Lumping the many into the one misleads us.  Often in casual conversation, the damage is minor and short-lived.  However, when we start habitually thinking in terms of lumping the many into the one it accustoms us to an incorrect way of judging reality.  We lose our ability to observe subtle distinctions.

Consider the first chapter of the Bible.  Quick now…what did God create on Day One?  That’s right, heaven, earth, and light.  Day Three? Dry land and vegetation. Day Four? Sun, moon and stars.  Day Five? Sea life and birds.  Day Six?  Animals and humans.  That’s basically the story of Creation.  But wait!  I left out Day Two.

What did God create on Day Two?

And God said let there be a firmament in the midst of the waters and let it divide water from water.
(Genesis 1:6)

Do you know what a firmament is?  The only definition I can confidently share with you is that firmament is the word the translators of the King James Bible in the 17th century came up with for the Hebrew word RaKiaH.

And God made the firmament and divided the waters which were under the firmament from the waters which were above the firmament, and it was so.
(Genesis 1:7)

Back to my question, what did God create on Day Two?  Apparently some inexplicable and unnamed thing that divides between one set of waters and another.  Distinguishing between two or more humans is usually quite easy.  One should easily be able to avoid the temptation of saying, “All my customers try to irritate me.”  Distinguishing between different makes of cars is quite simple.  But the one thing that is hard to distinguish is one cup of water from another.  Or for that matter, can one really tell the difference between water from one ocean and water from another? Where do the waters of the Indian and the Atlantic oceans really meet?  Cape Town’s tourist bureau insists that this occurs right in the shadow of Table Mountain, but the truth is that nobody can know.  It’s impossible to separate one water from another.  Yet that is exactly what God does on Day Two.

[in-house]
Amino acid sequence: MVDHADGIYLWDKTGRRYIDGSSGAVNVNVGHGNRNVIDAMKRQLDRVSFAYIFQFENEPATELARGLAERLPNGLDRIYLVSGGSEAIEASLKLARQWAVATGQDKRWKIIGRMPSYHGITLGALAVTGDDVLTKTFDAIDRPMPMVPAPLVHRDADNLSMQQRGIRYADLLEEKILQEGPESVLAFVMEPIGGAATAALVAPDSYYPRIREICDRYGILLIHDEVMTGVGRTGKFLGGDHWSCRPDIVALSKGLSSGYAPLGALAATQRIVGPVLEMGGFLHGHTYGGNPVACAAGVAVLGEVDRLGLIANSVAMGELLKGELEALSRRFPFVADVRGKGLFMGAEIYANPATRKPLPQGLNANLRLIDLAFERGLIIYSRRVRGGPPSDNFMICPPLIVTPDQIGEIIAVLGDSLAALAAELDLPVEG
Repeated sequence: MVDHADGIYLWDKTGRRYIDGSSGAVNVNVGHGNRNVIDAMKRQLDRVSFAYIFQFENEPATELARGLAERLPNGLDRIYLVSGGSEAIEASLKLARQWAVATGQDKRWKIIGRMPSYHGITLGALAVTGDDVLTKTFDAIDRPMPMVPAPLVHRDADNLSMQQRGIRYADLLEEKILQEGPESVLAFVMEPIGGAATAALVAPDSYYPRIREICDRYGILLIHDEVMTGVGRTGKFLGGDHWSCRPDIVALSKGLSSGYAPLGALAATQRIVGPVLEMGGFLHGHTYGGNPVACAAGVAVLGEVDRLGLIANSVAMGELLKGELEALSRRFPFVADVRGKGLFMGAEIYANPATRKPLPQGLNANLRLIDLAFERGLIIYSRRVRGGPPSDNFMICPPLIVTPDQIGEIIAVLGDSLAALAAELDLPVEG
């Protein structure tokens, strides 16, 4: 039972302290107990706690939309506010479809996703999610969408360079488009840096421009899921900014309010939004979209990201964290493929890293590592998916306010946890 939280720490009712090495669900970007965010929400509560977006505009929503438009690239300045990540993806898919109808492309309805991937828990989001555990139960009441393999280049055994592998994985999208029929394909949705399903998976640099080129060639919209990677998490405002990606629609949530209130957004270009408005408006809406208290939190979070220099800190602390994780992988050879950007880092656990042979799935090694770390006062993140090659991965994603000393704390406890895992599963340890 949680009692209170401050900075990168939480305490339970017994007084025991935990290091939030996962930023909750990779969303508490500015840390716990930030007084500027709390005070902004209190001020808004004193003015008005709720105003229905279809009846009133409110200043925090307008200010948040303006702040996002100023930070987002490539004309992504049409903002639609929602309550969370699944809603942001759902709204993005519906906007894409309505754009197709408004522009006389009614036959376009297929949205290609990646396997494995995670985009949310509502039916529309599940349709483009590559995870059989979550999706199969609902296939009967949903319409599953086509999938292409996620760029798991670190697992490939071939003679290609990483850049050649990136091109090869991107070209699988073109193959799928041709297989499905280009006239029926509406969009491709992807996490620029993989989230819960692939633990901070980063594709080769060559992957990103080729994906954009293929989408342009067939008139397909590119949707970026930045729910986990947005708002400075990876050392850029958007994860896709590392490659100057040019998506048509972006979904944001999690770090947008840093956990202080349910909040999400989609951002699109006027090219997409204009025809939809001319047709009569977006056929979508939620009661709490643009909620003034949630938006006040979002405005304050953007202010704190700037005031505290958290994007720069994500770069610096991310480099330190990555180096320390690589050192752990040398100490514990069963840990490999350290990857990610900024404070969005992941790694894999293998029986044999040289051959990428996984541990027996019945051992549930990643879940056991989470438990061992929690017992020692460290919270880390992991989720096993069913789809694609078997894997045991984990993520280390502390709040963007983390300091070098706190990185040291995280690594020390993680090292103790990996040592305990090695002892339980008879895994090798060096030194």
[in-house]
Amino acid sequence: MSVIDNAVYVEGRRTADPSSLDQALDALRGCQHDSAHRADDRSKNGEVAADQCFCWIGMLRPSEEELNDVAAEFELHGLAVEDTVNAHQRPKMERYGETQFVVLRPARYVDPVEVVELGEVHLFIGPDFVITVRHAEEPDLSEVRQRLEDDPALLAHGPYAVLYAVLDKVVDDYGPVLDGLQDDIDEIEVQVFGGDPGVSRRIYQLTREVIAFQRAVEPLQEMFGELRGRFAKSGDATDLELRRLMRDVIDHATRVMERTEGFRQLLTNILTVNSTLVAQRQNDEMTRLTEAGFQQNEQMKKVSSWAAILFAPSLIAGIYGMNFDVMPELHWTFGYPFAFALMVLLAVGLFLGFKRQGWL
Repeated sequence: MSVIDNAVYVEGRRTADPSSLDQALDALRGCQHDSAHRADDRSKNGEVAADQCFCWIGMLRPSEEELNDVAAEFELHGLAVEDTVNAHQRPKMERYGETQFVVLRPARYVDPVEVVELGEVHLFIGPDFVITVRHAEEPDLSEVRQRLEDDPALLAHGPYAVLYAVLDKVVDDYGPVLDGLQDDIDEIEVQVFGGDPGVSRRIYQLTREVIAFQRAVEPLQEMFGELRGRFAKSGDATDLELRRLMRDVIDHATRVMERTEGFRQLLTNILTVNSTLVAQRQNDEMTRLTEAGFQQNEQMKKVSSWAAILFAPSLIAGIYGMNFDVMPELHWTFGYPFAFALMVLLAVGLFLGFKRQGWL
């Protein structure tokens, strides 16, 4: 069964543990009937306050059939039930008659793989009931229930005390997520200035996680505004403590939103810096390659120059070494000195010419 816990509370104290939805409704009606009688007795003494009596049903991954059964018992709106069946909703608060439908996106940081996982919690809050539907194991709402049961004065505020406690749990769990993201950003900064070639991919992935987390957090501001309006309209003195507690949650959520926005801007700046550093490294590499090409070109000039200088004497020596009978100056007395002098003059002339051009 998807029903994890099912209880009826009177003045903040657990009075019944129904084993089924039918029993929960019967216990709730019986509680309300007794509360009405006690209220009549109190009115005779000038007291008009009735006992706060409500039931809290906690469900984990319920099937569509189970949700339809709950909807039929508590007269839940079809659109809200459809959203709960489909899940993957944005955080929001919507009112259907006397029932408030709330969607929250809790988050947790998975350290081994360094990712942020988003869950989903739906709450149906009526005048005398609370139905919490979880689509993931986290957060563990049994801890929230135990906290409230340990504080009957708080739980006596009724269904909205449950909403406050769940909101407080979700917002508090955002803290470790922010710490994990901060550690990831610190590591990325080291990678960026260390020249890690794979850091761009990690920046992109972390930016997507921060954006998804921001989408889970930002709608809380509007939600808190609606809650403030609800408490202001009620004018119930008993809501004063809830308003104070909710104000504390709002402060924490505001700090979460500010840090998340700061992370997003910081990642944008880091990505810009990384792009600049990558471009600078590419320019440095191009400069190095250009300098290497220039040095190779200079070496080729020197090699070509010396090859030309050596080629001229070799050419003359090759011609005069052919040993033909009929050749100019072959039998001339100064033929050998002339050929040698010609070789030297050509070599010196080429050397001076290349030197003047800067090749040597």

Ancient Jewish wisdom teaches that on Day Two God created distinction and separation. Day Two is the only one of the six days on which we don’t hear God saying, “it was good.”  Separation, distinction, and division are absolutely necessary, but they have the potential to drive humans apart and we must know how ‘not good’ that can be. Our challenge is to make distinctions while respecting each other.

At the moment, our society feels an almost irresistible temptation to lump the two genders into one group of humans utterly indistinguishable from one another by any fixed sexual reality.  The sixth and seventh verses of the first chapter in Genesis teach the importance of making distinctions, appreciating those distinctions and recognizing their value.

The magical but highly improbable living arrangement we call ‘marriage’ functions precisely because it is between two different kinds of humans, men and women.

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One in a Million

February 8th, 2011 Posted by Thought Tools No Comment yet

A neighbor of mine is passionate about sports and the father of four young boys. Even though I’m only a casual acquaintance, I can see how different each of his sons is. Though the third boy clearly has the soul of an artist and just wants to be left alone to draw and paint, he is herded into the backyard for touch football games along with his brothers. I watch this young boy’s spirit being crushed when his ineptitude with a football costs him his father’s esteem. All too easily we mistakenly assume that just because people share one feature such as, “they’re all my sons,” they are therefore identical.